This is a topic that I have wanted to address for a while. Paul’s thorn has actually become a bit of a thorn in my side, because people keep using it out of context to counteract what I say. When I make statements like ‘God wants people healed’, ‘we have authority to rebuke illness and demons’ and ‘God wants what is good for us’, people say that Paul’s ‘thorn’ proves otherwise. It doesn’t. It is often written that no one actually knows what Paul’s thorn was, but an educated guess would not lead us to believe that it was an illness. I have no idea where people get that idea from, I assume that it is just an idea that has come about, in order to explain away times when healing doesn’t happen as we would like it to. This is nonsense. Let’s have a look at what the scriptures say.

2 Corinthians 12:7 says “even though I have received such wonderful revelations from God. So to keep me from becoming proud, I was given a thorn in my flesh, a messenger from Satan to torment me and keep me from becoming proud.” Firstly, it doesn’t say that God sent the thorn, it says that the thorn was a messenger from satan, not God. I believe that the reason why he says that the thorn is there to keep him humble, is because that is what he believed that God would use it for, I think that he was looking at the positive side of things. He was saying, “Well, I have this thorn, Lord let it keep me humble”. Secondly, how does ‘messenger from satan’ become illness? This is what astounds me. A messenger of satan is a demon. It was a demon that was harassing Paul, not an illness. What was the demon doing, you ask? Well, Paul was stoned, imprisoned, beaten, ridiculed and constantly harassed by angry people who opposed what he said. I believe that was the work of the demon. I believe that is what Paul was talking about. We all face persecution to a lesser or greater degree as believers, if you don’t, you’re not doing it properly. So, if that is the case, let’s have a look at Paul’s plea to God to remove it and what God said to him.

2 Corinthians 12:8-10 says, “Three different times I begged the Lord to take it away. Each time He said, “My grace is all you need. My power works best in weakness.” So now I am glad to boast about my weaknesses, so that the power of Christ can work through me. That’s why I take pleasure in my weaknesses, and in the insults, hardships, persecutions, and troubles that I suffer for Christ. For when I am weak, then I am strong.” This is where Paul explains what he means, once again making it clear, and not mentioning sickness. He says that God said His grace and power were the key. It also says that the power of Christ can work through him (Paul) as his weakness shows. Christ’s power, our actions. Paul is proving my point here! Paul is saying here that he wanted God to remove the demon, but God’s power in Paul was enough to overcome what the demon was doing. That is excellent news for us! When we come up against demons, strongholds, problems, mountains and issues that are trying to stop us from doing God’s will, we have God’s strength in us to deal with it. God doesn’t want us to come and ask Him to overcome these things, He is saying that we already have His grace and strength, and that is sufficient to overcome what the devil can throw at us. Don’t tell God how big your problems are, tell your problems how big your God is!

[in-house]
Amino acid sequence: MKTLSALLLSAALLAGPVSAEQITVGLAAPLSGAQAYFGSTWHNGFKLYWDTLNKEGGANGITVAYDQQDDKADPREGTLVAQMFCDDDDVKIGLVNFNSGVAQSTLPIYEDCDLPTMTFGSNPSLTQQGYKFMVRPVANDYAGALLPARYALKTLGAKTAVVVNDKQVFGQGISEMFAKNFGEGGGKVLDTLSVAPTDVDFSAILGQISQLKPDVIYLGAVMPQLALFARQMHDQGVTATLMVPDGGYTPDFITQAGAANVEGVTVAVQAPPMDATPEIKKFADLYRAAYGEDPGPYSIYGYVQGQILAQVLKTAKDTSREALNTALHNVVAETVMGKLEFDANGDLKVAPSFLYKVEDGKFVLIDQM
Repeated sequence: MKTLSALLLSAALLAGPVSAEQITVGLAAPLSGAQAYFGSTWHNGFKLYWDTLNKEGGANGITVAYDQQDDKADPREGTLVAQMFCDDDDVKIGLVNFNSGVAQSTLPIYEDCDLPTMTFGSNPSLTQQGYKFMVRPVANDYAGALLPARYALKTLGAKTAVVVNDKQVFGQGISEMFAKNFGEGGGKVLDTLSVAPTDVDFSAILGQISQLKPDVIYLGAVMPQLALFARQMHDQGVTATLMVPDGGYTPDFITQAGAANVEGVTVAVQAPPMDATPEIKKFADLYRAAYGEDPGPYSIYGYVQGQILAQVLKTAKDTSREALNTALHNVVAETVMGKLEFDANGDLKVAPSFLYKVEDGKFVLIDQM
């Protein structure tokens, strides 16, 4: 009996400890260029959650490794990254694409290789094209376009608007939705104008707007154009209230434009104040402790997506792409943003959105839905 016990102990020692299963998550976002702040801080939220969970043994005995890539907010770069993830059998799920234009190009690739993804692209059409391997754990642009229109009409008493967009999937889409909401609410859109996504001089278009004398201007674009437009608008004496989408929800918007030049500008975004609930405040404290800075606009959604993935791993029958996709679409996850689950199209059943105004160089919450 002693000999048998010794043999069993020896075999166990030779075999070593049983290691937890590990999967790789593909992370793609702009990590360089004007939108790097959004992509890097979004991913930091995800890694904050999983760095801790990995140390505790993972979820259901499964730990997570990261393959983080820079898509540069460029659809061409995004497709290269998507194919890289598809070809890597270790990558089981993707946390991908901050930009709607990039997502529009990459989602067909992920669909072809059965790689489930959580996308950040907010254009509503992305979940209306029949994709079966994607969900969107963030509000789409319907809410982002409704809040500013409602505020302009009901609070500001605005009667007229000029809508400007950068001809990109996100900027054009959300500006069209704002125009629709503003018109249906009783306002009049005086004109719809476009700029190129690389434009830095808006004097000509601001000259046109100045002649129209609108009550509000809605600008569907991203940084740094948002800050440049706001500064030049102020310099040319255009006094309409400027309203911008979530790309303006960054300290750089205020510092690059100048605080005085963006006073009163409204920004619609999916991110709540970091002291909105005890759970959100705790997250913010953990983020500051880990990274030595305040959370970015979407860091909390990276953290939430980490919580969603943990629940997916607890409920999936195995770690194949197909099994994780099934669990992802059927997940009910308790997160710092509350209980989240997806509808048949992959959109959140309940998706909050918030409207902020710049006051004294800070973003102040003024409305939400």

I hope that this clears things up. I know that most people say that we don’t actually know what Paul was talking about, and maybe I have missed something, but this seems to be the clearest option for me. I honestly can’t see how people can claim that the thorn was an illness. God does not want us ill, and He definitely does not send us illness.

You have God’s power in you to overcome your ‘thorn’.


Throwing the Baby Out with the Bath Water

I have seen a few posts of late which concern me a little. They concern me because the devil has managed to get us to throw the baby out with the bath water. We see someone doing something wrong, we should separate the good from the bad, take the good on board and reject the bad. We don’t seem to do this, we end up throwing everything that they say out of the window, even the good. A few of these posts that I have seen have been about the same person, so I have decided to address it here and give my point of view.

Joel Osteen. Just mentioning the name will raise some Christian’s blood pressure, others are a fan. Let me make it clear from the beginning that I am not the biggest Joel Osteen fan, I don’t follow his teaching, but that doesn’t mean that everything that he says is bad. I have my beliefs based on scripture, whenever I hear anything from anyone, I run it through scripture and embrace the truth while rejecting the lies. I believe that Joel’s ministry contains truths and lies. This doesn’t justify the hate-speech and quite disturbing things that self-confessed Christians write about him though, let me explain. Joel’s main point seems to be about wealth, but we as Christians usually seem to have it in our mind that God wants us poor. I don’t believe that He does. Does He want us all stinking rich? No. Is wealth His main focus for us? No. He does want us to have life in abundance, and part of life is money. If you’re thinking about quoting the scripture about the rich young ruler, or the love of money being a root of evil, or the verse about how hard is is for a rich person to get into heaven, don’t. Those are all warnings, yes, and they are legitimate. It does not prove that God wants us poor. The problem with Joel’s ministry is that he focuses on wealth. Most of his talks and sermons seem to be about us building personal wealth. This was not God’s focus. I believe this to be wrong.